Los Altos Planning Commission members voted unanimously Oct. 3 to recommend a rezoning of seven city-owned properties from residential to parks and open space.
Pending city council approval, the long-anticipated decision changes the official designations in the Los Altos General Plan from R1-10 (Single-Family Residential) to PCF (Public Community Facilities). The decision impacts Grant and Shoup parks, Redwood Grove and parcels along Fallen Leaf Lane, Springer Road and Paco Drive.
The difference between parks and open space, according to Community Development Director Jon Biggs, depends on the perceived degree of use. For example, Grant Park would now be listed as a “park,” while the Fallen Leaf parcel, used as a bike lane, would be “open space.”
For varied reasons, the properties had been designated residential – some for as long as 63 years – despite none ever being used for the purpose of housing, said city assistant planner Eliana Hassan.
Three Los Altos residents submitted letters on the matter, and two others commented during the meeting. While some appreciated city staff’s correction of the parcels’ designations, concerns remained.
Resident Cheryl Reicker took issue with the reference to “bike trail” in the city staff report when referring to the parcel near Fallen Leaf Lane. Reicker, who lives nearby, reminded the commission of the “significant controversy” that arose a few years ago when Fallen Leaf was considered for a section of the Stevens Creek Trail.
Fallen Leaf Lane resident Martin Chian echoed Reicker’s sentiment.
“I take my kids on the bike path across the creek every single day to West Valley (Elementary School),” Chian said, noting he attended the meeting at which the Stevens Creek Trail possibility was discussed. “The way it functions now is, there’s not a huge number of people that cross over, it’s a peaceful area. … My concern is if you change it to a PCF designation that there will be a proposal down the line of turning it into … a wider bike path.”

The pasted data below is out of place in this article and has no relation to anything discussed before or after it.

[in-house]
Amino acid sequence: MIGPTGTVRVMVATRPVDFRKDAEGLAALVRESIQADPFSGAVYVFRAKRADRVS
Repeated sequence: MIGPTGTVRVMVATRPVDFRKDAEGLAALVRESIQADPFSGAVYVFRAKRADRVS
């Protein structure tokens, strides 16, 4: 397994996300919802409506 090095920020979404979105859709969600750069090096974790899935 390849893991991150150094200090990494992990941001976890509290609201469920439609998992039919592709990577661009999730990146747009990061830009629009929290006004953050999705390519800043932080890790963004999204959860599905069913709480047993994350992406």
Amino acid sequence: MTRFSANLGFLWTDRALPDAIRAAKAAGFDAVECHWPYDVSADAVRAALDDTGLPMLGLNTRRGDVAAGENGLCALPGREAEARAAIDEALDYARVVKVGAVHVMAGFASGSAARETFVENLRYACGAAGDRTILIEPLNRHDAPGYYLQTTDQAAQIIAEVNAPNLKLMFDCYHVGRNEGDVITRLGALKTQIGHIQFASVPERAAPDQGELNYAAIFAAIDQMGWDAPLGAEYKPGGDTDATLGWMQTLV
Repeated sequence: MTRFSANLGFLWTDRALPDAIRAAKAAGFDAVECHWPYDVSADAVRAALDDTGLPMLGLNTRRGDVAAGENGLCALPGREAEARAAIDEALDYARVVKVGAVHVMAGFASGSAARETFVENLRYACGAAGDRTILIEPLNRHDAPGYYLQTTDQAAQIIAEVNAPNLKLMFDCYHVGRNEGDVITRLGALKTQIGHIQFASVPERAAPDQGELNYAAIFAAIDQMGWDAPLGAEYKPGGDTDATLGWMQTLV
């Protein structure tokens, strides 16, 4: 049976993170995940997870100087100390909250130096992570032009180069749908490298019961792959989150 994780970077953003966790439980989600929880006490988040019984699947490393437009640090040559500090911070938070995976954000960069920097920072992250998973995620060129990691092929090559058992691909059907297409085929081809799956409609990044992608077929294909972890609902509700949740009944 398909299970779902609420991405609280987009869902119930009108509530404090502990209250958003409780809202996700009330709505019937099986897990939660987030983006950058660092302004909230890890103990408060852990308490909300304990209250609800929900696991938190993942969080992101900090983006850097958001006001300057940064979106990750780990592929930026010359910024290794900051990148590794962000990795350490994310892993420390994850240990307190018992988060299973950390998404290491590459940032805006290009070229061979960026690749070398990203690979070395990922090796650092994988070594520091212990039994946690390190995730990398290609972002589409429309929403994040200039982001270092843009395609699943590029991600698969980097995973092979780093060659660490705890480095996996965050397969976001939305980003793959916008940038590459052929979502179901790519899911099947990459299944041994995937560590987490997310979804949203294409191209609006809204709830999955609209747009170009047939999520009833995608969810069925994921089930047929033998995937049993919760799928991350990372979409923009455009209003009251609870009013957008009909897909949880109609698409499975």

Commissioner Sally Meadows asked Biggs whether he was comfortable with the language in the rezoning amendments. Biggs said he was, and added that he knew of no plans for a potential bike path in the future.
Beyond future use, Commissioner Ronit Bodner clarified that changing the Fallen Leaf parcel designation to PCF would not change the current, minimal use of the bike path but would eliminate the possibility of a single-family home being built and closing the parcel off to the public. If anything, she said, it would now be better protected from a change in use.
A change in perspective
In a strange turn of events, public notification of the proposed rezoning alerted a resident on Paco Drive, Jan Rollinger, who relayed that her gardeners have been maintaining the city parcel on her street weekly for approximately 40 years.
“My neighbors and I will expect this parcel to be maintained weekly, as it is done now. … It will be simpler not to rezone that parcel,” Rollinger wrote to the commission.
Commissioner Phoebe Bressack originally agreed, worrying that rezoning the roadside open space presented an opportunity for a public eyesore at an intersection heavily traveled each day due to the city’s “lack of funds and ability to maintain it.” Bressack also said it was a slap in the face to Rollinger and her gardeners, who had taken care of the parcel in good faith for four decades.
Meadows swayed Bressack, however, by offering the perspective that the only change is that the homeowners are now aware of the land’s rightful owner.
“That horse is out of the barn now,” Meadows said with a chuckle. “So thank them and bless them for the job they’ve been doing.”
Last week’s discussion was initiated by a Los Altos City Council appeal to city staff to review why the existing land-use zoning maps contained seemingly inappropriate designations.
No date was mentioned for when the council will review the proposed amendments to the General Plan maps.
For more information on which parcels are affected, visit bit.ly/2LMT20D.